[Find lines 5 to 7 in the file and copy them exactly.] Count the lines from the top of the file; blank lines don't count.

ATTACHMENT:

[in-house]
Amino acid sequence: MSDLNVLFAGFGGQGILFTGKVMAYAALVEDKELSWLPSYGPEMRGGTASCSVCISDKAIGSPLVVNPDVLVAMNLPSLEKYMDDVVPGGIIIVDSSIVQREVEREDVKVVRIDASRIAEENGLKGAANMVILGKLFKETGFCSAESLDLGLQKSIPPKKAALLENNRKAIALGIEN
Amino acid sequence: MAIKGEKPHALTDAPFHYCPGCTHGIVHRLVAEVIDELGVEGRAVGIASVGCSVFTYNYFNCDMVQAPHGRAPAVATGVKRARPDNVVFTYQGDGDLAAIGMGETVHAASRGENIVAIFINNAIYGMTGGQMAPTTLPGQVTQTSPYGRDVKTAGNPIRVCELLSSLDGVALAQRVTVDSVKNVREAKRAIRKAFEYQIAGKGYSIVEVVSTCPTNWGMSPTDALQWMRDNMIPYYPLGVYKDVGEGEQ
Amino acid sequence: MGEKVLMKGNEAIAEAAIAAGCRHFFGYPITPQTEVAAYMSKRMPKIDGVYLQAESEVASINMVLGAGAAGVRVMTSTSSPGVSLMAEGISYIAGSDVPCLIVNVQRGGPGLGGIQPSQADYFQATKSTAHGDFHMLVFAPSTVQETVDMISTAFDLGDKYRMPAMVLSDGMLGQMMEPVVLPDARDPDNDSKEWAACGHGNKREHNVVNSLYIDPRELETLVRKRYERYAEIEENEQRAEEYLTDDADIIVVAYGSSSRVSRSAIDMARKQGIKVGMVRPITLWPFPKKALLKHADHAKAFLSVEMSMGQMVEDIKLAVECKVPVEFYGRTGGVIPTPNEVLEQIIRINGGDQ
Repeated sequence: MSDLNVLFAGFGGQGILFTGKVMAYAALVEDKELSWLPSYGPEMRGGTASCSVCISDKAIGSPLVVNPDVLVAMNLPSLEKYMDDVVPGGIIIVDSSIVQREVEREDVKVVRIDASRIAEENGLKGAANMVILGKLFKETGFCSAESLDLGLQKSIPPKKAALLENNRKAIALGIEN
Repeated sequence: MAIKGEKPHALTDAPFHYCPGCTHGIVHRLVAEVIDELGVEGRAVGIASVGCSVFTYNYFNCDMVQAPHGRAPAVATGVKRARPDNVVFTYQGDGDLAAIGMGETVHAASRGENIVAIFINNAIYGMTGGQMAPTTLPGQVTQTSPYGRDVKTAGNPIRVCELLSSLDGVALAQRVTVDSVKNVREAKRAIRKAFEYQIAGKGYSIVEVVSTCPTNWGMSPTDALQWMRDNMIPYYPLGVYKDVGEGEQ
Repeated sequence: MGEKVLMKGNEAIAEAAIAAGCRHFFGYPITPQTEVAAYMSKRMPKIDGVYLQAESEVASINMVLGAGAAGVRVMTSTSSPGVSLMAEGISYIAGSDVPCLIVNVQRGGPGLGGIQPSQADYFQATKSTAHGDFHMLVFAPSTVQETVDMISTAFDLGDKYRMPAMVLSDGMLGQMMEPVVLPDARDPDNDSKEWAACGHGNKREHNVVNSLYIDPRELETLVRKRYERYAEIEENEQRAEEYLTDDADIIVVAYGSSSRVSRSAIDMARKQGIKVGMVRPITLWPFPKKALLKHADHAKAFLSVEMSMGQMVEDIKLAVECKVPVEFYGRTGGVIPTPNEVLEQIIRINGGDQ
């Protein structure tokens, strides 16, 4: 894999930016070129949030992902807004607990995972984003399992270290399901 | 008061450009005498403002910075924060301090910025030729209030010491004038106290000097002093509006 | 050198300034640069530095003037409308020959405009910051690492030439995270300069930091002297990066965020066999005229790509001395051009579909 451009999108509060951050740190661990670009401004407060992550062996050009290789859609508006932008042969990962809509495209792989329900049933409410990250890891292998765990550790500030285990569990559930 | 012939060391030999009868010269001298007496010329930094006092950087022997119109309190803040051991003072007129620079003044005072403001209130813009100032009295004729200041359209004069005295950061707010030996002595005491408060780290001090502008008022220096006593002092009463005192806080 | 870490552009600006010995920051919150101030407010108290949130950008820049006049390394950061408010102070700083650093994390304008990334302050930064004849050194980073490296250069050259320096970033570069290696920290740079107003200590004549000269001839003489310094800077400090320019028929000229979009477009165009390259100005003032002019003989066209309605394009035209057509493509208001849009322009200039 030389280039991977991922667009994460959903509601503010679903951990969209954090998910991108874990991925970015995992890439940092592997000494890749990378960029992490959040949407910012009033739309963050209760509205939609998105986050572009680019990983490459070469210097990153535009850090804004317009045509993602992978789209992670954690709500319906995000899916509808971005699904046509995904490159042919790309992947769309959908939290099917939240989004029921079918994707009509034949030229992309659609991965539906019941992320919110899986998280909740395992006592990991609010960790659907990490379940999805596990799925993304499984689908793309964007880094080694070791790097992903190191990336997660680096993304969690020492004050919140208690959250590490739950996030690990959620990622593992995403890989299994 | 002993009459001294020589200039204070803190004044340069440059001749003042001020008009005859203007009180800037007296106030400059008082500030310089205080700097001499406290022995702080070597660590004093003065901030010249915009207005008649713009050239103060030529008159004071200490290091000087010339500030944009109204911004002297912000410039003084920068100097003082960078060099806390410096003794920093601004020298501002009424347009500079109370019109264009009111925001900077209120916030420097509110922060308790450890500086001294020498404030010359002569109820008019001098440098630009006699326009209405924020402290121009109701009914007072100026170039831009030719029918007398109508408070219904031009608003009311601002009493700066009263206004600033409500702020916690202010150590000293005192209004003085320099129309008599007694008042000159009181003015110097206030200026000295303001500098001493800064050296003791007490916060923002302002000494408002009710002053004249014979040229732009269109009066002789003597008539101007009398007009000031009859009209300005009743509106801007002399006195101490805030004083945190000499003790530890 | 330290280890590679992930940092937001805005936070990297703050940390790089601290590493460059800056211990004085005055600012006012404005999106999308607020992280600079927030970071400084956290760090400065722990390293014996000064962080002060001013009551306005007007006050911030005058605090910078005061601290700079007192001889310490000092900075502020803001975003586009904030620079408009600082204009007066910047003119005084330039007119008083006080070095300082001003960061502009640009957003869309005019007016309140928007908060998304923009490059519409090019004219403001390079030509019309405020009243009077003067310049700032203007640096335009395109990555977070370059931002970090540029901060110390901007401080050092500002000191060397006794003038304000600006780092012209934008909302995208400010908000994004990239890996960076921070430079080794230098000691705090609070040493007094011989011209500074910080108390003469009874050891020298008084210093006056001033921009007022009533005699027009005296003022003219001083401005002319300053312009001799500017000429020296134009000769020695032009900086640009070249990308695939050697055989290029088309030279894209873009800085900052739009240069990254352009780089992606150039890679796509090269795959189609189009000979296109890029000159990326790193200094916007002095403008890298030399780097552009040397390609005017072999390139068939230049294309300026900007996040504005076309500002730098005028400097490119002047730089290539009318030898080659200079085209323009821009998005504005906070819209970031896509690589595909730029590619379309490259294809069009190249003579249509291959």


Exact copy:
Repeated sequence: MSDLNVLFAGFGGQGILFTGKVMAYAALVEDKELSWLPSYGPEMRGGTASCSVCISDKAIGSPLVVNPDVLVAMNLPSLEKYMDDVVPGGIIIVDSSIVQREVEREDVKVVRIDASRIAEENGLKGAANMVILGKLFKETGFCSAESLDLGLQKSIPPKKAALLENNRKAIALGIEN
Repeated sequence: MAIKGEKPHALTDAPFHYCPGCTHGIVHRLVAEVIDELGVEGRAVGIASVGCSVFTYNYFNCDMVQAPHGRAPAVATGVKRARPDNVVFTYQGDGDLAAIGMGETVHAASRGENIVAIFINNAIYGMTGGQMAPTTLPGQVTQTSPYGRDVKTAGNPIRVCELLSSLDGVALAQRVTVDSVKNVREAKRAIRKAFEYQIAGKGYSIVEVVSTCPTNWGMSPTDALQWMRDNMIPYYPLGVYKDVGEGEQ
Repeated sequence: MGEKVLMKGNEAIAEAAIAAGCRHFFGYPITPQTEVAAYMSKRMPKIDGVYLQAESEVASINMVLGAGAAGVRVMTSTSSPGVSLMAEGISYIAGSDVPCLIVNVQRGGPGLGGIQPSQADYFQATKSTAHGDFHMLVFAPSTVQETVDMISTAFDLGDKYRMPAMVLSDGMLGQMMEPVVLPDARDPDNDSKEWAACGHGNKREHNVVNSLYIDPRELETLVRKRYERYAEIEENEQRAEEYLTDDADIIVVAYGSSSRVSRSAIDMARKQGIKVGMVRPITLWPFPKKALLKHADHAKAFLSVEMSMGQMVEDIKLAVECKVPVEFYGRTGGVIPTPNEVLEQIIRINGGDQ